The formulation of therapeutic compositions and their subsequent administration is believed to be within the skill of those in the art. Dosing is dependent on severity and responsiveness of the disease state to be treated, with the course of treatment lasting from several days to several months, or until a cure is effected or a diminution of the disease state is achieved. Optimal dosing schedules can be calculated from measurements of drug accumulation in the body of the patient. Persons of ordinary skill can easily determine optimum dosages, dosing methodologies and repetition rates. Optimum dosages may vary depending on the relative potency of individual oligonucleotides, and can generally be estimated based on EC50s found to be effective in vitro and in in vivo animal models. In general, dosage is from 0.01 μg to 100 g per kg of body weight, and may be given once or more daily, weekly, monthly or yearly, or even once every 2 to 20 years. Persons of ordinary skill in the art can easily estimate repetition rates for dosing based on measured residence times and concentrations of the drug in bodily fluids or tissues. Following successful treatment, it may be desirable to have the patient undergo maintenance therapy to prevent the recurrence of the disease state, wherein the oligonucleotide is administered in maintenance doses, ranging from 0.01 μg to 100 g per kg of body weight, once or more daily, to once every 20 years.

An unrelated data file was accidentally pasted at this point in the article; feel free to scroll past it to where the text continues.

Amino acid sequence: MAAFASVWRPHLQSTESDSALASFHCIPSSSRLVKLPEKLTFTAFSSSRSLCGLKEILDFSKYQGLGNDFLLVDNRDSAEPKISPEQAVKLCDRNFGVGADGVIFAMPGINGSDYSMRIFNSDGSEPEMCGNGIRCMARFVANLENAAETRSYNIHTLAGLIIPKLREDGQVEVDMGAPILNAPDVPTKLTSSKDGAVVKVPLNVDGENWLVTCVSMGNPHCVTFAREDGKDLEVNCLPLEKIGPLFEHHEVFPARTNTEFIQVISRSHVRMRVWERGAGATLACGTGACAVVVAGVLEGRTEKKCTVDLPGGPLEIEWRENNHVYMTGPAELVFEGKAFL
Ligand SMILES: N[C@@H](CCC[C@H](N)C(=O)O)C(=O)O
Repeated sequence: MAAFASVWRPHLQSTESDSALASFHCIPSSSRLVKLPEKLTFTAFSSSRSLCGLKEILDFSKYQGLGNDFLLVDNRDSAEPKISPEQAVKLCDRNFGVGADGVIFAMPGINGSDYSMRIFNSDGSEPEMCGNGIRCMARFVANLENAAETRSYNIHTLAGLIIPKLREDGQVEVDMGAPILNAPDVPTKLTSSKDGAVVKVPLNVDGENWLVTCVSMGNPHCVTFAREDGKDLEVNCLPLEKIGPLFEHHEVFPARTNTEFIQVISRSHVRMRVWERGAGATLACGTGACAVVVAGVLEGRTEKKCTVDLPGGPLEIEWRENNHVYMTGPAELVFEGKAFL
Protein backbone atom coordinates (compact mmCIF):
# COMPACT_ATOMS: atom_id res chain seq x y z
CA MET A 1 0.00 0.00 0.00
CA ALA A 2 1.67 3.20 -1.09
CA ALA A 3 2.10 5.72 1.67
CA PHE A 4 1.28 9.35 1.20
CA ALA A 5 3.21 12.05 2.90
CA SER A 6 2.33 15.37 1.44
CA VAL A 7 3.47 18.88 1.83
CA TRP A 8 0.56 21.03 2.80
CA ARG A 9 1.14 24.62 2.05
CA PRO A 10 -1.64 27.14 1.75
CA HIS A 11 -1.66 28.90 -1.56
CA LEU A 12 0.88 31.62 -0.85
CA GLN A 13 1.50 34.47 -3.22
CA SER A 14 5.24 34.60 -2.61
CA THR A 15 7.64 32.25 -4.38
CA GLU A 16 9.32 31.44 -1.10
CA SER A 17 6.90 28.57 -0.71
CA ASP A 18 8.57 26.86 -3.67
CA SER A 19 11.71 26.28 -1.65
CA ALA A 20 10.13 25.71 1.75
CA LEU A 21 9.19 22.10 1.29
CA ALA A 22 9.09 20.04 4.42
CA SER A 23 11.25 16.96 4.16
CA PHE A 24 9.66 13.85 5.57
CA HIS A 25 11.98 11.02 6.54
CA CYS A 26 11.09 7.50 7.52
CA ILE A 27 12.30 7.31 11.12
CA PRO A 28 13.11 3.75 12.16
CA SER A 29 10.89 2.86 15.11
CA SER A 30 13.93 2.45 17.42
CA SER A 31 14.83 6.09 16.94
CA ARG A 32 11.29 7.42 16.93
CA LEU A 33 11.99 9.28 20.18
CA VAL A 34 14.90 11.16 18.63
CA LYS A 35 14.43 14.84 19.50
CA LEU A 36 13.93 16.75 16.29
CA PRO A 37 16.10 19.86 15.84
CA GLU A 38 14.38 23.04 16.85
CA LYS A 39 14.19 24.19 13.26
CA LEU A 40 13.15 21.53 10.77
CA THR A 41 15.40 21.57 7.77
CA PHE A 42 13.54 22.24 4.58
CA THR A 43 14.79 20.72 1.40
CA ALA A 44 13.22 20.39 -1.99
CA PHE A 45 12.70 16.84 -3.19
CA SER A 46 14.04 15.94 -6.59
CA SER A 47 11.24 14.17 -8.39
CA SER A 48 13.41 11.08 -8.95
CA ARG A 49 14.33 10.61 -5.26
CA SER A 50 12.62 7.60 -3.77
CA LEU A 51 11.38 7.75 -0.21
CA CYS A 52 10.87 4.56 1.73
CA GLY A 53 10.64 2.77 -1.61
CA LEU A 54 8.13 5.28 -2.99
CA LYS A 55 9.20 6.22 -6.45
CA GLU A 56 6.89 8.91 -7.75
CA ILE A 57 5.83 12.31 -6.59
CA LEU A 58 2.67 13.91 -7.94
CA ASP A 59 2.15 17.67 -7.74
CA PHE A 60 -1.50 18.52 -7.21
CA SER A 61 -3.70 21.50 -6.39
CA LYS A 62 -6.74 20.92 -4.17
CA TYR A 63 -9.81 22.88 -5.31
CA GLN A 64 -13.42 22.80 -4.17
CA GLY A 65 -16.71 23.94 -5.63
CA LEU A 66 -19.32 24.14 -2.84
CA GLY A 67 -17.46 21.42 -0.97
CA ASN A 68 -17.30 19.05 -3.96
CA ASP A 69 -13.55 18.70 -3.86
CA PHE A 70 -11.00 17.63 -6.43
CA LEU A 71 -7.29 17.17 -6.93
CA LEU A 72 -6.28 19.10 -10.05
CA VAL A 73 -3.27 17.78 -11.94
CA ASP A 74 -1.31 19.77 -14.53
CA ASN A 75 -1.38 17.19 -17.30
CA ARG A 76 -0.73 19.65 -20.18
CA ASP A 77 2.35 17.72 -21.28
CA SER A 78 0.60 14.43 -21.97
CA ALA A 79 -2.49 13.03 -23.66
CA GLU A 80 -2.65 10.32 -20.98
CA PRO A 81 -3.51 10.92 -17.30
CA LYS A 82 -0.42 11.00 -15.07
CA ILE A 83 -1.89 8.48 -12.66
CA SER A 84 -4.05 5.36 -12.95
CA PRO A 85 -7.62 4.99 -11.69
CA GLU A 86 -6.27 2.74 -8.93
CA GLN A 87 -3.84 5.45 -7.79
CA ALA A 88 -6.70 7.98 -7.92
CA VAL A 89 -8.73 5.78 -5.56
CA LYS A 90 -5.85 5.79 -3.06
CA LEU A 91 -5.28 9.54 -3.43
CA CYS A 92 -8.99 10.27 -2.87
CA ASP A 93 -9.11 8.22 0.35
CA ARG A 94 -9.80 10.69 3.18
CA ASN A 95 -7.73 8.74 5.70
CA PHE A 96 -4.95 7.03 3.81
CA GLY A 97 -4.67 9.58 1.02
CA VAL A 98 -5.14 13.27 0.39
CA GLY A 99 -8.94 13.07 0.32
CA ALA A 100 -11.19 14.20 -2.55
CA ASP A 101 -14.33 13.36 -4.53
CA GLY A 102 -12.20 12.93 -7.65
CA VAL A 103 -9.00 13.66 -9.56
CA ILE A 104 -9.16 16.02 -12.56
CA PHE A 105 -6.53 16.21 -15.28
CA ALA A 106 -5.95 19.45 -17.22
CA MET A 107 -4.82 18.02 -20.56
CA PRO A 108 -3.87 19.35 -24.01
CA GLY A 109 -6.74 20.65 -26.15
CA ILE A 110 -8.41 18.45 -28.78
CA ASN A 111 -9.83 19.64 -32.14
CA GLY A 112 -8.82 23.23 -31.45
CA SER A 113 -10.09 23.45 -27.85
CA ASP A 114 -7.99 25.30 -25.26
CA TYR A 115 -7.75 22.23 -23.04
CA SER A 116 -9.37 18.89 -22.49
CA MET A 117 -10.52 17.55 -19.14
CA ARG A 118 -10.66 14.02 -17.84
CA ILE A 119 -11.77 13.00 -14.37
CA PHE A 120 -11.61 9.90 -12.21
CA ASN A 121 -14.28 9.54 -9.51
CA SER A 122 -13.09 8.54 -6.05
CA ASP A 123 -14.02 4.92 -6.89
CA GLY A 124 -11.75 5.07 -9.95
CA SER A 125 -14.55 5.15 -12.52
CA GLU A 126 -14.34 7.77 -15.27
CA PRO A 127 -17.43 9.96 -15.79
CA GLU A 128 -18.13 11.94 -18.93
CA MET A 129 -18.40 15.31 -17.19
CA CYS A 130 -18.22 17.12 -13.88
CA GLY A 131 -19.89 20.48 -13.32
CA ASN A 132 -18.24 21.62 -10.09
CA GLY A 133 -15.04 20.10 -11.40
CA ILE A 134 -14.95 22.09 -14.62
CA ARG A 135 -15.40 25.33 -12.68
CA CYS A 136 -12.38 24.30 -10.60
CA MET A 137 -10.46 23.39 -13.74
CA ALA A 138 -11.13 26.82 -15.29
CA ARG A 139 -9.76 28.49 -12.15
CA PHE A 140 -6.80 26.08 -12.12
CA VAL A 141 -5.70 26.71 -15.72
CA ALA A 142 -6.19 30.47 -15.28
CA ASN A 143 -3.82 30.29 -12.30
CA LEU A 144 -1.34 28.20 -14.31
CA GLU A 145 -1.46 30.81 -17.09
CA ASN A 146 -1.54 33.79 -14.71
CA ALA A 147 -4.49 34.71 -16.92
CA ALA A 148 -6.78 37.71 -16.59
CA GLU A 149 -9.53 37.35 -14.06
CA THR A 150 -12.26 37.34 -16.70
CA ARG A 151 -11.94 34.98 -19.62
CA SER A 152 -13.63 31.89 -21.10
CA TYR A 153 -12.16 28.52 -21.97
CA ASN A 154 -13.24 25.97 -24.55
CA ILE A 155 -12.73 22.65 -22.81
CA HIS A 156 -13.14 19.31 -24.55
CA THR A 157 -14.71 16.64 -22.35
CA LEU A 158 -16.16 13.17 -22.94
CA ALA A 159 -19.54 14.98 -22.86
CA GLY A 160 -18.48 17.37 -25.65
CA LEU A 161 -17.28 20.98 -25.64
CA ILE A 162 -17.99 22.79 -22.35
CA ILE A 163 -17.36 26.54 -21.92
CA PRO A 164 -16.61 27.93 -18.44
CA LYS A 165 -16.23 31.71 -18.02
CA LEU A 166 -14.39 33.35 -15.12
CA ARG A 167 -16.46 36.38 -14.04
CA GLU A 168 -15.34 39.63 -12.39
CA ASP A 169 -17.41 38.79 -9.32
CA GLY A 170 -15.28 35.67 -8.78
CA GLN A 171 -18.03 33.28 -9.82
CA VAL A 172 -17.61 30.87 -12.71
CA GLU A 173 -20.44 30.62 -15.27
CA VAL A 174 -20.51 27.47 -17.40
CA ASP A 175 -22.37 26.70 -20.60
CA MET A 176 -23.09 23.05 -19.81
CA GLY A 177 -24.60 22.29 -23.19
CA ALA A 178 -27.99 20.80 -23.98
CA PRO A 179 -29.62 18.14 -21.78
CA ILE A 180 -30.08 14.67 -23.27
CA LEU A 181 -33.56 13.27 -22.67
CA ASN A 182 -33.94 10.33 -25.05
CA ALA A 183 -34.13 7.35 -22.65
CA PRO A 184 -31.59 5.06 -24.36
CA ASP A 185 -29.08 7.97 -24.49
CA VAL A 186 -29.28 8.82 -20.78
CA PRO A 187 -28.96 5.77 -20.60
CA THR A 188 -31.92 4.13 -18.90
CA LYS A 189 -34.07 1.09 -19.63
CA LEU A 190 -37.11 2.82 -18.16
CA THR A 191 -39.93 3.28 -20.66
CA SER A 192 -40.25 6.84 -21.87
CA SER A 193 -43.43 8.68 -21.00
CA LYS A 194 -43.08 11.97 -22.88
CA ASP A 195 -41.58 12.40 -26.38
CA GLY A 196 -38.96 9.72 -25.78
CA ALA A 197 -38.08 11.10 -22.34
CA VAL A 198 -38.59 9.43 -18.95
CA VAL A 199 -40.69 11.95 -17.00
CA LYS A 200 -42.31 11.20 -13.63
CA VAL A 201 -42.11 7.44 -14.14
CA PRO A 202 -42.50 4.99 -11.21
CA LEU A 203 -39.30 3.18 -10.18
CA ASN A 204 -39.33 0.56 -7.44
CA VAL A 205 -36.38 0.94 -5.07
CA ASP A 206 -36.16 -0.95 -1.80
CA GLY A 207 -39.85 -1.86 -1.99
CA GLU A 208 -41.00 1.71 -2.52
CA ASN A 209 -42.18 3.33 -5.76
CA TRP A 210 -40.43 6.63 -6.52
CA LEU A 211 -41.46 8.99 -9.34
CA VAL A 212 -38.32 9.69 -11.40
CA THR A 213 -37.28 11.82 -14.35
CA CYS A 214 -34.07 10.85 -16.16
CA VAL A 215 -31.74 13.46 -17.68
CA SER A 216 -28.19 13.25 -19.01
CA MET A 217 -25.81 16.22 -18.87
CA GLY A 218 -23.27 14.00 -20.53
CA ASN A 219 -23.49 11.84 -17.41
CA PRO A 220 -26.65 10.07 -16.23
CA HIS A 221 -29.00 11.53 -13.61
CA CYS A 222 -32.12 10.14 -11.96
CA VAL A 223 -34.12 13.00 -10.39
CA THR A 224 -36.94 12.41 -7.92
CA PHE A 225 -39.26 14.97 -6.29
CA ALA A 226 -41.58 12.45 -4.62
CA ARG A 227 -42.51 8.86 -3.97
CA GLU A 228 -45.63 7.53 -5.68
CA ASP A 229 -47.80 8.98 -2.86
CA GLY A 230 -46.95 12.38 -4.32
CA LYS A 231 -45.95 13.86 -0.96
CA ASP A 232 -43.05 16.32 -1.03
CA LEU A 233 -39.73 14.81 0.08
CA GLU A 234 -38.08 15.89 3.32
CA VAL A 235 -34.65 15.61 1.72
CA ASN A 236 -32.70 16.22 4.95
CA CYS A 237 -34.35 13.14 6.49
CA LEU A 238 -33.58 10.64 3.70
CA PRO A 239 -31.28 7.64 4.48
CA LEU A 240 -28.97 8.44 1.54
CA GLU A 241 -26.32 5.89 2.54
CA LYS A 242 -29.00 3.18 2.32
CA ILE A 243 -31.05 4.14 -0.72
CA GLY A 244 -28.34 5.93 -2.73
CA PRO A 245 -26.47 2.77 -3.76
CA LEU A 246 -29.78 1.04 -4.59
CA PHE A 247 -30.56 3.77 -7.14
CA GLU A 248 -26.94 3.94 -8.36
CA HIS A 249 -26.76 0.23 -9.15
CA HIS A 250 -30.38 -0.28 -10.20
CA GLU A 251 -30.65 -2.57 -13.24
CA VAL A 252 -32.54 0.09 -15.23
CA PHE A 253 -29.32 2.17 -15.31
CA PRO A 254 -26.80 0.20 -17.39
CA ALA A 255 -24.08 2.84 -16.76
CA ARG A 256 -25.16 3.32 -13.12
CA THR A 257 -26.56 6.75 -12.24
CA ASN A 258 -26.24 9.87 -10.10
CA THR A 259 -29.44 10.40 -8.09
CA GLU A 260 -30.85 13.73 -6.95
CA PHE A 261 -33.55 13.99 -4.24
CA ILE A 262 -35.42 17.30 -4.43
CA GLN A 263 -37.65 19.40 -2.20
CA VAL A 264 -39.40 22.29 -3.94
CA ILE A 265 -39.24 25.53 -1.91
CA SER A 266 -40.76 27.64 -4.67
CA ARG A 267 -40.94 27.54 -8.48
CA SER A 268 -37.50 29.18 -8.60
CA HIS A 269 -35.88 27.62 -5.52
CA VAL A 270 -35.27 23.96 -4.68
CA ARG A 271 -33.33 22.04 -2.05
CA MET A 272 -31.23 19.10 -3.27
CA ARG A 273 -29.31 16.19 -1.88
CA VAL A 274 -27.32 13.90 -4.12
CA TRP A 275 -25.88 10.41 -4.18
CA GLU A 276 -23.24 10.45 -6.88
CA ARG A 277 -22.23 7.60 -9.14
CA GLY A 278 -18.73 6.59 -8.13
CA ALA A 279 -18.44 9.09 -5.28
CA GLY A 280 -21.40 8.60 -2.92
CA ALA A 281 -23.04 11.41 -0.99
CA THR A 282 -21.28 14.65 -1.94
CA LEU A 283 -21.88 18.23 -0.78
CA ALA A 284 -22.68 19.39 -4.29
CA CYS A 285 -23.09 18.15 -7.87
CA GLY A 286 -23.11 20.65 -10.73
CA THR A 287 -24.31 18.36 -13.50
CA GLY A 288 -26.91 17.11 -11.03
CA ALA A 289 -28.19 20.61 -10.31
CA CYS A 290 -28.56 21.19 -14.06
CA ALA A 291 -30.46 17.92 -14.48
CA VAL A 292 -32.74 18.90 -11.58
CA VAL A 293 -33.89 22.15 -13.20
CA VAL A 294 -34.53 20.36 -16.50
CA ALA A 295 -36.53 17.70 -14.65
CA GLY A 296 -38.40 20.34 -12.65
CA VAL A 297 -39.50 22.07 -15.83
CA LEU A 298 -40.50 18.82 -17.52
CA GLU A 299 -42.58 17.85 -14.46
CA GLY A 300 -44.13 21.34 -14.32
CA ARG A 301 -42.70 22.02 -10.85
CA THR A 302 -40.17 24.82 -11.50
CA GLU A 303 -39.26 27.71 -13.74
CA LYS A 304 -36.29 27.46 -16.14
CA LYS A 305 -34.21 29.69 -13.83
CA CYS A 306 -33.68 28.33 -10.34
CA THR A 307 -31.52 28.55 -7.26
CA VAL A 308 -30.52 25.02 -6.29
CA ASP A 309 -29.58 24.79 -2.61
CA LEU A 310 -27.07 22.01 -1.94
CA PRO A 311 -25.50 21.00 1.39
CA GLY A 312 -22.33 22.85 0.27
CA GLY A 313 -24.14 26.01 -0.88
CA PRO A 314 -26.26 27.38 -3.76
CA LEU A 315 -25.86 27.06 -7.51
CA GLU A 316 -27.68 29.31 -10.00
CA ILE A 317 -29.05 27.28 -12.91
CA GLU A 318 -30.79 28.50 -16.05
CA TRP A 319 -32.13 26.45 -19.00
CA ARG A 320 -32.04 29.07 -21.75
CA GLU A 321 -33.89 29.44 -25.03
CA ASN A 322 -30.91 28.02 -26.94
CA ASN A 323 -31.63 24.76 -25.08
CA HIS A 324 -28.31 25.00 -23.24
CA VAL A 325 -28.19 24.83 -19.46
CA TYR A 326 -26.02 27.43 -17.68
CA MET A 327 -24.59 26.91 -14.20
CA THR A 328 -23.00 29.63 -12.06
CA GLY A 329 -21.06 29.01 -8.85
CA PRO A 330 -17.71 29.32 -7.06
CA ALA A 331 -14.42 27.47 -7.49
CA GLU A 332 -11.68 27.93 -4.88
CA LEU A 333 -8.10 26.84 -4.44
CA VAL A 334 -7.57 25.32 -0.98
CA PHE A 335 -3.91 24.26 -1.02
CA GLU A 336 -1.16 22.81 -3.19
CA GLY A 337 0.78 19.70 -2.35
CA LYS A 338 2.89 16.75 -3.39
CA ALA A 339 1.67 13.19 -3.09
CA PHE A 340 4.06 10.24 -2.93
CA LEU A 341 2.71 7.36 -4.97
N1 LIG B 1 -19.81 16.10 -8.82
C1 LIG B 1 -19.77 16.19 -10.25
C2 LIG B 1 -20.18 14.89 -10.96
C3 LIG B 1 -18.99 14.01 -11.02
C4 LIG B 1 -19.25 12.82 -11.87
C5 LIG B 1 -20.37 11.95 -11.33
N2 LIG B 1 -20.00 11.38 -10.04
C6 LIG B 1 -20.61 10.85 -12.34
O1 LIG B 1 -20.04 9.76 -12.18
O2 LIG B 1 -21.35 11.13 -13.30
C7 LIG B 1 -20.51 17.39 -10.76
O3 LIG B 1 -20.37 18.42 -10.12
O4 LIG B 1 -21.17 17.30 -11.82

Thus, in the context of this invention, by “therapeutically effective amount” is meant the amount of the compound which is required to have a therapeutic effect on the treated individual. This amount, which will be apparent to the skilled artisan, will depend upon the age and weight of the individual, the type of disease to be treated, perhaps even the gender of the individual, and other factors which are routinely taken into consideration when designing a drug treatment. A therapeutic effect is assessed in the individual by measuring the effect of the compound on the disease state in the animal. For example, if the disease to be treated is cancer, therapeutic effects are assessed by measuring the rate of growth or the size of the tumor, or by measuring the production of compounds such as cytokines, production of which is an indication of the progress or regression of the tumor.
 The following examples illustrate the present invention and are not intended to limit the same.